Study Connects Talcum Powder and Ovarian Cancer

New Study Shows Link Between Talcum Powder Use and Ovarian Cancer Risk

talcum powderA new study published in November 2013, conducted by Brigham and Women’s Hospital in Boston, showed that regular talcum powder use can be linked to a higher risk of developing ovarian cancer.

Talcum powder is a substance used often in cosmetics and body powders, and is derived from a chalky white mineral called talc. The base mineral in talc is hydrous magnesium silicate, and is often found close to deposits of asbestos, which US regulators have deemed a carcinogen. However, strict regulations since 1976 have prevented asbestos from appearing in talcum powder products.

Despite the regulations, however, reports of ovarian cancer’s link to regular talcum powder use have increased in the past few decades. Previous studies showed some link between ovarian cancer and talcum powder use, but the findings were considered statistically insignificant.

The latest study from Brigham and Women’s, however, shows that women who regularly apply talcum powder after showering increase their risk of developing an ovarian tumor  by 24% – a number that is statistically significant.

Around 40% of women are thought to use talcum powder on a regular basis.

Researchers analyzed data from 8,525 women diagnosed with ovarian cancer, and compared their information to 9,800 women who used talcum powder but were cancer-free.

The researchers stressed that the study subjects used talcum powder in the genital area only.

They focused on genetic variations as well, especially on variations in two genetic regions, glutathione S-transferase M1 (GSTM1) and N-acetyltransferase 2 (NAT2). Although they found an increase in risk for ovarian cancer, and a lesser risk for some invasive cancers, neither gene played a role in the studies. This means that women without these genes are equally at risk.

The link between talcum powder and cancer has been reported and studied for decades, although this recent study is one of the more thorough. A study from 1992, published in the Journal of Obstetrics and Gynecology found that weekly use of talcum powder led to a three-fold increase in ovarian cancer risk. A study published in a 1997 edition of American Journal of Epidemiology confirmed the link, and added that genital deodorant sprays with talcum powder could also be linked to ovarian cancer. In 2003, the journal Anticancer Research compiled data from 16 previous studies which involved data from 12,000 women and concluded that perineal baby powder use raised the risk of ovarian cancer later in life by 33%.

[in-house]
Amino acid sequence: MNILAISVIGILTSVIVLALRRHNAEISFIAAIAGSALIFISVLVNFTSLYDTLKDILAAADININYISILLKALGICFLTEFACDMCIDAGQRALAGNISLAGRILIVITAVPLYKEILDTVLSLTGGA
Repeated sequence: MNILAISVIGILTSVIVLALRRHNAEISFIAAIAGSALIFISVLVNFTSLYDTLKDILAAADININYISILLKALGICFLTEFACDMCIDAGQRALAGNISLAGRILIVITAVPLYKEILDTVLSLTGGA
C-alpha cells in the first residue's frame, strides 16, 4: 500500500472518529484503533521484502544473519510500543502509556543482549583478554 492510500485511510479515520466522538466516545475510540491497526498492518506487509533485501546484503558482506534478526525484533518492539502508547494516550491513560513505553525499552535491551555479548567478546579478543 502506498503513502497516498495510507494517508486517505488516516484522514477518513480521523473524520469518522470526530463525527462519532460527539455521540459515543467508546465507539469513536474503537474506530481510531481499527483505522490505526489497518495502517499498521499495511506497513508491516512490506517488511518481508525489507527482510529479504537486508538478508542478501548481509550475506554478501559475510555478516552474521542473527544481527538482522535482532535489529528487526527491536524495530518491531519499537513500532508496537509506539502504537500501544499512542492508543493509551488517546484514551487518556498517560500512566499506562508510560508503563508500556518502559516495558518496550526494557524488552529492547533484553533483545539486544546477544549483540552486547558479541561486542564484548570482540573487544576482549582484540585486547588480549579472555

In 2008, Harvard epidemiologist Dr. Margaret Gates reaffirmed the 2003 and 1992 studies, stating that her research led to the conclusion that weekly talcum powder use in the genital area raised the risk of developing ovarian cancer by 33%. She also specifically called out Johnson & Johnson’s product Shower to Shower, which she said could lead to a 41% increase in ovarian cancer risk with regular use. She published an addition study on the link between baby powder use and later ovarian cancer risk in 2010.

The Strom Law Firm Can Help with Talcum Powder Personal Injury Cases

If you have been harmed, or a loved one has regularly used talcum powder and has since developed ovarian cancer, the attorneys at the Strom Law Firm can help. You may be entitled to compensation through a personal injury lawsuit. We offer free, confidential consultations to discuss the facts of your case, so contact us today. 803.252.4800.

About Pete Strom

Defending criminal charges including drug crimes, DUI, CDV, mail fraud, wire fraud, bank fraud, computer crimes, money laundering, and juvenile crimes, Pete also handles Federal and State investigations. Representing individuals in Civil Matters including Class Actions, Personal Injury, Qui Tam Actions, Defective Products, Nursing Home Neglect, and Professional Licensing Defense cases. Joseph Preston “Pete” Strom, Jr., the managing partner at Strom Law Firm, L.L.C., has been fighting for justice since 1984.

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